He headed for the edge of the garden, towards a nice looking wood that seemed much more natural and inviting. There were pines that brought so much color to the dreary conditions outside. He was inside the radius of it’s bed of dead needles when he felt something seemingly burst in his body. He fell to his knees, catching himself with one hand.
“Ivor, oh my gosh, are you okay?” Winny quickly kneeled with her brother. If Ivor’s body gave up on him she wouldn’t be able to carry him like mommy or daddy could.
He coughed hard, knowing it wasn’t that bad, he’d had worse. He was even about to tell Winny he was okay when he saw it in the trees.
Osidian eyes pierced into him. It had swollen grey skin and oily hair dragging along the ground as a grotesque cape. Ivor couldn’t move, and if he tried he wouldn’t get far. Winny had to get away.
“Go get mom and grandpa. Now.”
“Are you sure?”
Deformed hands, jagged rocks for teeth, it smelled like hatred. There was no mistaking what this was. Ivor tried controlling his tightening throat but it hurt so much.
Winny decided she had to be brave for Ivor. She ran back towards the house, terrified but not sure why. Worry for her brother moved her legs as fast as they could go.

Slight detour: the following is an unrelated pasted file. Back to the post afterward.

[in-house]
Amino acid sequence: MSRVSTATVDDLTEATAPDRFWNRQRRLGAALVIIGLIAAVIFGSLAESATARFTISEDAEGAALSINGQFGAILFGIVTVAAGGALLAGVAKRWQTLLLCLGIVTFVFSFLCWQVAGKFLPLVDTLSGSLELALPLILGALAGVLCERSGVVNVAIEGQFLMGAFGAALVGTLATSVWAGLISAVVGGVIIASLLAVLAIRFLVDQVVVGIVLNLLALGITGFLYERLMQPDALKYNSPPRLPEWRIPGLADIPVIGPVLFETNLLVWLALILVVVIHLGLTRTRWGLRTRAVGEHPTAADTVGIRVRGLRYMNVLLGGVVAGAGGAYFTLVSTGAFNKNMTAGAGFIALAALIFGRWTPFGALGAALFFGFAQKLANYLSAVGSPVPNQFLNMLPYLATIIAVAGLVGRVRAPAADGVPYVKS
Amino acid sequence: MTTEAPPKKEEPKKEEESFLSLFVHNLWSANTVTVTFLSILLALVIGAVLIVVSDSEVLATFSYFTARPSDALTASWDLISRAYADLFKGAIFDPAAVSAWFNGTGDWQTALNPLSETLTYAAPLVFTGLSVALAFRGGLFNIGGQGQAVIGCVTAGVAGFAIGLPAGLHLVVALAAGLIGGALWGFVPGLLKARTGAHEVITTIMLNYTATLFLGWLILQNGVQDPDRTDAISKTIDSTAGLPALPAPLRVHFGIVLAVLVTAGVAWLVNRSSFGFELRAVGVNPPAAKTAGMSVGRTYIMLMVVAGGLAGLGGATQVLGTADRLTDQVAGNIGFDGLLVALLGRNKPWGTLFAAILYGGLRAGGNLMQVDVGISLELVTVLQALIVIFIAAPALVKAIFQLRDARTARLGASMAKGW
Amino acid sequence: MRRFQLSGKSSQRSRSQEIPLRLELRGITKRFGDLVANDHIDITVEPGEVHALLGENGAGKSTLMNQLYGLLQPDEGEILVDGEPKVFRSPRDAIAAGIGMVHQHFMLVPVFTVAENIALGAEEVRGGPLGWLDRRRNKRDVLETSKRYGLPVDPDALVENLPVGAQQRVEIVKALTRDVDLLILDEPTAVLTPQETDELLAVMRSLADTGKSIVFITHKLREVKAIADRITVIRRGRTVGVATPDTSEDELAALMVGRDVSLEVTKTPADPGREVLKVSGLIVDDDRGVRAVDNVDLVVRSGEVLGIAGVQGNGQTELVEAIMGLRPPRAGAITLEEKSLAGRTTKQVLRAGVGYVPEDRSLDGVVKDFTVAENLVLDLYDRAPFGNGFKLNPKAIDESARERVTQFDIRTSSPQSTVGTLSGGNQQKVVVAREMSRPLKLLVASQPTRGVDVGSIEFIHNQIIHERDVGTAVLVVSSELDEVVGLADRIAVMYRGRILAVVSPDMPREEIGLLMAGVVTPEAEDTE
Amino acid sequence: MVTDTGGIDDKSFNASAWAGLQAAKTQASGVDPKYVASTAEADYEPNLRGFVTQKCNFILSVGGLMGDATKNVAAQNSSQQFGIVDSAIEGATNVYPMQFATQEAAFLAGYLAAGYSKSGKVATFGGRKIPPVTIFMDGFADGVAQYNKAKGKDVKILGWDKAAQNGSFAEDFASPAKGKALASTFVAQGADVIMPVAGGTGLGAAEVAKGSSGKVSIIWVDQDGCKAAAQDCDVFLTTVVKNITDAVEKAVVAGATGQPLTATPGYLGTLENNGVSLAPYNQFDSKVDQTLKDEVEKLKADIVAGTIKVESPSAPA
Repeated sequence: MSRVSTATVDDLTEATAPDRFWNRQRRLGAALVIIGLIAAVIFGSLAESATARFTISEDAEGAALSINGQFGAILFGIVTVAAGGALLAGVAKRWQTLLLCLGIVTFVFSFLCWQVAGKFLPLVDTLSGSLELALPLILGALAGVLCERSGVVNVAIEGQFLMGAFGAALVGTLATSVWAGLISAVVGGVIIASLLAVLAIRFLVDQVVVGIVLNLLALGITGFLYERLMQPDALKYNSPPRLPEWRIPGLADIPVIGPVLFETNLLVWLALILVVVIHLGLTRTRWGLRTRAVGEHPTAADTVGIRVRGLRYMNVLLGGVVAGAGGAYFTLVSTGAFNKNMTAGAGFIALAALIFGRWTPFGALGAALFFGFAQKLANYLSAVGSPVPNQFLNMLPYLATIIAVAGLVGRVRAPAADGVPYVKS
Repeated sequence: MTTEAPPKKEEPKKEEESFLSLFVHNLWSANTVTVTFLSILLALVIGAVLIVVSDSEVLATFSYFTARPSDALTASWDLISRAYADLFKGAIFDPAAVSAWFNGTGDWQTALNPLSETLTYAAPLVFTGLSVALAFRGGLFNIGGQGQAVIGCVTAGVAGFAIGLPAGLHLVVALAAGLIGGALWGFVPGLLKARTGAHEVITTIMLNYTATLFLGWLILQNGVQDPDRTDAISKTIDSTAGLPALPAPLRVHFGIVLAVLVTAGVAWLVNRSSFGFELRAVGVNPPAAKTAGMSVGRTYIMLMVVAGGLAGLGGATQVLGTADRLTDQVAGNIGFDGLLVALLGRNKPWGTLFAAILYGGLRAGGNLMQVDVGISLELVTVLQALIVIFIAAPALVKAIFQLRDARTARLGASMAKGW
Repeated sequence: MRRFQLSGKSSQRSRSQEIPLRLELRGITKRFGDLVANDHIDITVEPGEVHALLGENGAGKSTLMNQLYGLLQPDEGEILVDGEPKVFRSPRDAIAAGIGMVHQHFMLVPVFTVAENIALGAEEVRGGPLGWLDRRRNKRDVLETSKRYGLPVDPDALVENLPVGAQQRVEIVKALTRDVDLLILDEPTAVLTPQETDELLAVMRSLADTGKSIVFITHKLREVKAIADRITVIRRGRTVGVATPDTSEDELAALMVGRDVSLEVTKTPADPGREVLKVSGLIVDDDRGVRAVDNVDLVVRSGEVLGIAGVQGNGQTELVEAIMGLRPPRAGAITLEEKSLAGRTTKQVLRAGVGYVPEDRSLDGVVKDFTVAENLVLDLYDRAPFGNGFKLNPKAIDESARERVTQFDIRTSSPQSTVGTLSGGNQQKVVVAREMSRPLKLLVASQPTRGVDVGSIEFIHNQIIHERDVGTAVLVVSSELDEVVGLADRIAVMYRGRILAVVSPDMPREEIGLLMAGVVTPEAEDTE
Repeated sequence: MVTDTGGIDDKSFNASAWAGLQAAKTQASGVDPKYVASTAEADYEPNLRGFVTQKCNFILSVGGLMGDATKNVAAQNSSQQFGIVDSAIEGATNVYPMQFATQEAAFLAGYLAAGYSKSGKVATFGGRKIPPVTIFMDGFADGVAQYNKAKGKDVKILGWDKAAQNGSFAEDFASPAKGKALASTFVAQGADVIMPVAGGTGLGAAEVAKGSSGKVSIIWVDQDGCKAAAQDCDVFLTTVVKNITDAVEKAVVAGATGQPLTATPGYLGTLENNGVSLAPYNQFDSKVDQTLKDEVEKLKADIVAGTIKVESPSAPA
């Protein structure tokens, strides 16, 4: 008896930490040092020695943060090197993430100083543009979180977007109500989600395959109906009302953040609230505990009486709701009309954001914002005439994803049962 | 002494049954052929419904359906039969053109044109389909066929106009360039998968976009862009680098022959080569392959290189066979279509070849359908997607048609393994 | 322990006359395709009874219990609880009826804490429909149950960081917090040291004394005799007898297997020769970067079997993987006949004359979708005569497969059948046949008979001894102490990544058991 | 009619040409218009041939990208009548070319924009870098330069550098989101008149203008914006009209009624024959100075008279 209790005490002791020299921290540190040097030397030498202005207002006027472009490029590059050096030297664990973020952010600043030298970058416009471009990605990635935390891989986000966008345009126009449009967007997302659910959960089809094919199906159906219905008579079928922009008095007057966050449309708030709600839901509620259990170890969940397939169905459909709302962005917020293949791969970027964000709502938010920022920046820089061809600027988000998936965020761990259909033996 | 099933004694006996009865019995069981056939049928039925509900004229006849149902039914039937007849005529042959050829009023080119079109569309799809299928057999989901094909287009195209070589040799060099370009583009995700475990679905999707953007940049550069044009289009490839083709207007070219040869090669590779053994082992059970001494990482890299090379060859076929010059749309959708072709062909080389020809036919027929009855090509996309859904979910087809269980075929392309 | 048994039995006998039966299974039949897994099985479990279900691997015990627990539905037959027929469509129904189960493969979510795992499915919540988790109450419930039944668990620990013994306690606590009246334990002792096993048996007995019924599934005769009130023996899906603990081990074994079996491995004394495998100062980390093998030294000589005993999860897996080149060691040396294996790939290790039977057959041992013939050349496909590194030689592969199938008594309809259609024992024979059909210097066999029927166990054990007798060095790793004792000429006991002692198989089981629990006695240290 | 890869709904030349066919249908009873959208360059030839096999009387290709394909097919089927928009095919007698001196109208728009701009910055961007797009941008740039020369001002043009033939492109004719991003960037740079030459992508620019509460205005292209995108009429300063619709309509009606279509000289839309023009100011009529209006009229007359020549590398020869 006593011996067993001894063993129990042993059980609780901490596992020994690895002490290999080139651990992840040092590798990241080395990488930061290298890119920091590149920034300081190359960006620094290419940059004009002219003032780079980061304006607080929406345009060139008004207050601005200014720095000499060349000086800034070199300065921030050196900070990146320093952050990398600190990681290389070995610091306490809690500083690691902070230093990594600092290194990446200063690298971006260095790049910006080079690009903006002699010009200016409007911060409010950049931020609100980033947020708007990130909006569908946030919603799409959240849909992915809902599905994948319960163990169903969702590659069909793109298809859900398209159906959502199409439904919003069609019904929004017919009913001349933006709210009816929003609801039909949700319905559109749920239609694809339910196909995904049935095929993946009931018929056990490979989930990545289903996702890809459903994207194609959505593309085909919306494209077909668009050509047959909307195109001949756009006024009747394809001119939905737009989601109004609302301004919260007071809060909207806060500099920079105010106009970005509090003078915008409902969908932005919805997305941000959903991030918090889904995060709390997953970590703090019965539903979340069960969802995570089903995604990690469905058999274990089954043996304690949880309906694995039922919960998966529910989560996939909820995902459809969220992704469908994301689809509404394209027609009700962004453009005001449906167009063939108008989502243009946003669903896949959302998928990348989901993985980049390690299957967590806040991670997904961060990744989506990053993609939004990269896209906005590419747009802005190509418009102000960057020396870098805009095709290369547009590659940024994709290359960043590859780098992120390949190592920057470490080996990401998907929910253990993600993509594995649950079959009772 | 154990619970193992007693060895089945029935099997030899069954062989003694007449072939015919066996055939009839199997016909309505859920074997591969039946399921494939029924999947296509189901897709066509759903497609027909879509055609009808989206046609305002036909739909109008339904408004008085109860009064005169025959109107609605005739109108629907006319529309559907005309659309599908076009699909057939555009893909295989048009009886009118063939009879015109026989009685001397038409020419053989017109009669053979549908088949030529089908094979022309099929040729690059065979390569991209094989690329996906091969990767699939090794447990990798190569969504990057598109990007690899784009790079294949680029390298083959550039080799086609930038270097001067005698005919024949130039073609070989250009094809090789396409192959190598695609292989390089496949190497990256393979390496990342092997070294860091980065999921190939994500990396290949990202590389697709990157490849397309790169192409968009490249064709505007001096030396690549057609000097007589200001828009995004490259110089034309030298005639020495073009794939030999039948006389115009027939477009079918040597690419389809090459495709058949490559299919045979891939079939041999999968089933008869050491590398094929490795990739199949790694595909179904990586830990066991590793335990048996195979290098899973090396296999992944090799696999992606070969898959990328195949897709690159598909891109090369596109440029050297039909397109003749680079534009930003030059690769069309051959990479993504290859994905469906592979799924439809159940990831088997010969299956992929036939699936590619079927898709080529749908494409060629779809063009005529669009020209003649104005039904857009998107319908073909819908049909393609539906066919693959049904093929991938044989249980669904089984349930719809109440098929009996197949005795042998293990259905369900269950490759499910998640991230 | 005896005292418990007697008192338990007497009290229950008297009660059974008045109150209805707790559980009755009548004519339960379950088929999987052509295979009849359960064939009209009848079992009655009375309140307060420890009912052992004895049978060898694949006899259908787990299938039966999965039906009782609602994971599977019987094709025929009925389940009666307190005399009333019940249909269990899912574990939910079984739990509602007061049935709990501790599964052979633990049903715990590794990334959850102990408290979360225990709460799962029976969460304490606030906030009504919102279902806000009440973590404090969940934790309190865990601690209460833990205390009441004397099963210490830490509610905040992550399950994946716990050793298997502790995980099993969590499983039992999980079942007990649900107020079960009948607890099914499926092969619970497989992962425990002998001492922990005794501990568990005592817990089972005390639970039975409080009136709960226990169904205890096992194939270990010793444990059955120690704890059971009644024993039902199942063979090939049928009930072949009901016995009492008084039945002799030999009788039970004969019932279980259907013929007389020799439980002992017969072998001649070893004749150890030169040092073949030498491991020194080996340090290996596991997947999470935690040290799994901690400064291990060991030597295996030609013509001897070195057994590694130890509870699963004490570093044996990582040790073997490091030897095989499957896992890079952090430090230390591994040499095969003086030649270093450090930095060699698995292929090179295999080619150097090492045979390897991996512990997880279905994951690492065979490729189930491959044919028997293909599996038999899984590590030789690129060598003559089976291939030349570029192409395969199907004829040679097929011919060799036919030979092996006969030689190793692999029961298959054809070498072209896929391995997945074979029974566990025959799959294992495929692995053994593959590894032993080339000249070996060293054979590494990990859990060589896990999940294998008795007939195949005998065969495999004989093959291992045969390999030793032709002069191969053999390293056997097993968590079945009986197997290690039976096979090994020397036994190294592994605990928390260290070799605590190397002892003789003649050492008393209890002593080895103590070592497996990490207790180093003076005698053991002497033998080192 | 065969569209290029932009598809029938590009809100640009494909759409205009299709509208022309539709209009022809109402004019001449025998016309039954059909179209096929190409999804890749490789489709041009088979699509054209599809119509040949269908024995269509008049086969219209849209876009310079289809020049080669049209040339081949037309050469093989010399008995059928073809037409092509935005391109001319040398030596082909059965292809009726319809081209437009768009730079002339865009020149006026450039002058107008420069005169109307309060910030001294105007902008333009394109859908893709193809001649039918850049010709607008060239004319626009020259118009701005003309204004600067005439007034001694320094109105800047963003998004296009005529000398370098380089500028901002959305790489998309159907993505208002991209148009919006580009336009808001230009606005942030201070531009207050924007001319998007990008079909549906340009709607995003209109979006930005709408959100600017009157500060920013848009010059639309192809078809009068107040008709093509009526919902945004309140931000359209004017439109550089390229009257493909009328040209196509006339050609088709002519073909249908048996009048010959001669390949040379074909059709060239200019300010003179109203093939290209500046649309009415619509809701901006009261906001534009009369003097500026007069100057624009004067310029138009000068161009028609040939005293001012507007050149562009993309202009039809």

Ivor was happy Winny couldn’t see it. She wouldn’t have left him alone like this if she could. For a second, he thought he could pretend he didn’t see it, too. Maybe it’d leave him alone, but that didn’t seem right. He was sure it was making itself visible to him on purpose.
The Demon’s head cocked at an unnatural angle.
“Trying to die?”
Ivor swallowed the knot in his dry throat. Maybe he was.
The fear that had first raced through his system dug coldly into his skin. He had told Winny to run, leaving him defenseless against something he could never hope to handle. His body was useless. He couldn’t run, he couldn’t fight. The painful loneliness of the moment came crushingly swift. He was going to die.
“Ahhh,” the Demon’s jaw slacked open, smoke as thick as mud filling the air around them. Grass blackened at it’s touch while the bark of the trees began breaking in attempt to get away. His visibility of the garden dropped to nothing. Sound vanished as if it had been engolfed.
“If that is your wish.”
Ivor felt the Demon charge at him more than he saw it. He twisted to move but the air had become dense as if he was under water. Tripping over his own feet he weightlessly fell, the smoke encasing him.
Then lightning struck.
The world filled with light until it blinded him. Someone screamed, then there were ten million voices crying out to him. For a second, Ivor thought maybe this was just how death felt. Loud, deafening, light consuming him into nothing. He would almost say it was peaceful.
Until his head finally crashed into the ground, rattling his brain, and sending him from blissful light into darkness.